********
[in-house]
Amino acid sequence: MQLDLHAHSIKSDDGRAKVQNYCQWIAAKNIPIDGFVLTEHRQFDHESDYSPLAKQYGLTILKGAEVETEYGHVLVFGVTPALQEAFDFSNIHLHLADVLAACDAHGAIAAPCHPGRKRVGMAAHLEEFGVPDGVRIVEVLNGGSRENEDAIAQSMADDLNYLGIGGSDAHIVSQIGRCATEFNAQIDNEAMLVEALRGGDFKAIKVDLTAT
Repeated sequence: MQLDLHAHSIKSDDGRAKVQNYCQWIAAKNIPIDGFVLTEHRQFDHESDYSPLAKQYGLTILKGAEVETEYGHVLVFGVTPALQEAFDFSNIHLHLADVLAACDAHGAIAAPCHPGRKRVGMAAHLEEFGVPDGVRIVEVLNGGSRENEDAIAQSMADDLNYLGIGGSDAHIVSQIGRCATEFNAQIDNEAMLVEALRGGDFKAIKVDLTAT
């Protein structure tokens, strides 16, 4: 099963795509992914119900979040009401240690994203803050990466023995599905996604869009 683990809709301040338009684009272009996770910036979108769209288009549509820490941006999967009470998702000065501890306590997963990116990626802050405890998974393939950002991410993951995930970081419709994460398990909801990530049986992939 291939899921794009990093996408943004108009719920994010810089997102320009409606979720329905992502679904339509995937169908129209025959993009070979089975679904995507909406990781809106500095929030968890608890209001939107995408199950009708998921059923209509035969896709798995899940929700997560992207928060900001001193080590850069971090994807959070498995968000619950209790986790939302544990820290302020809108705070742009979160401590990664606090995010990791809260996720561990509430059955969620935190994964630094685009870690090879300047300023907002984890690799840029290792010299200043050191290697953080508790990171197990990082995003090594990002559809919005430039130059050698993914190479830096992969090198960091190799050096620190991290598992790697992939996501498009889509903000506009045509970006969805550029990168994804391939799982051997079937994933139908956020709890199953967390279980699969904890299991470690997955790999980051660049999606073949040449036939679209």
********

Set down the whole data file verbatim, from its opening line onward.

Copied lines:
[in-house]
Amino acid sequence: MQLDLHAHSIKSDDGRAKVQNYCQWIAAKNIPIDGFVLTEHRQFDHESDYSPLAKQYGLTILKGAEVETEYGHVLVFGVTPALQEAFDFSNIHLHLADVLAACDAHGAIAAPCHPGRKRVGMAAHLEEFGVPDGVRIVEVLNGGSRENEDAIAQSMADDLNYLGIGGSDAHIVSQIGRCATEFNAQIDNEAMLVEALRGGDFKAIKVDLTAT
Repeated sequence: MQLDLHAHSIKSDDGRAKVQNYCQWIAAKNIPIDGFVLTEHRQFDHESDYSPLAKQYGLTILKGAEVETEYGHVLVFGVTPALQEAFDFSNIHLHLADVLAACDAHGAIAAPCHPGRKRVGMAAHLEEFGVPDGVRIVEVLNGGSRENEDAIAQSMADDLNYLGIGGSDAHIVSQIGRCATEFNAQIDNEAMLVEALRGGDFKAIKVDLTAT
């Protein structure tokens, strides 16, 4: 099963795509992914119900979040009401240690994203803050990466023995599905996604869009 683990809709301040338009684009272009996770910036979108769209288009549509820490941006999967009470998702000065501890306590997963990116990626802050405890998974393939950002991410993951995930970081419709994460398990909801990530049986992939 291939899921794009990093996408943004108009719920994010810089997102320009409606979720329905992502679904339509995937169908129209025959993009070979089975679904995507909406990781809106500095929030968890608890209001939107995408199950009708998921059923209509035969896709798995899940929700997560992207928060900001001193080590850069971090994807959070498995968000619950209790986790939302544990820290302020809108705070742009979160401590990664606090995010990791809260996720561990509430059955969620935190994964630094685009870690090879300047300023907002984890690799840029290792010299200043050191290697953080508790990171197990990082995003090594990002559809919005430039130059050698993914190479830096992969090198960091190799050096620190991290598992790697992939996501498009889509903000506009045509970006969805550029990168994804391939799982051997079937994933139908956020709890199953967390279980699969904890299991470690997955790999980051660049999606073949040449036939679209």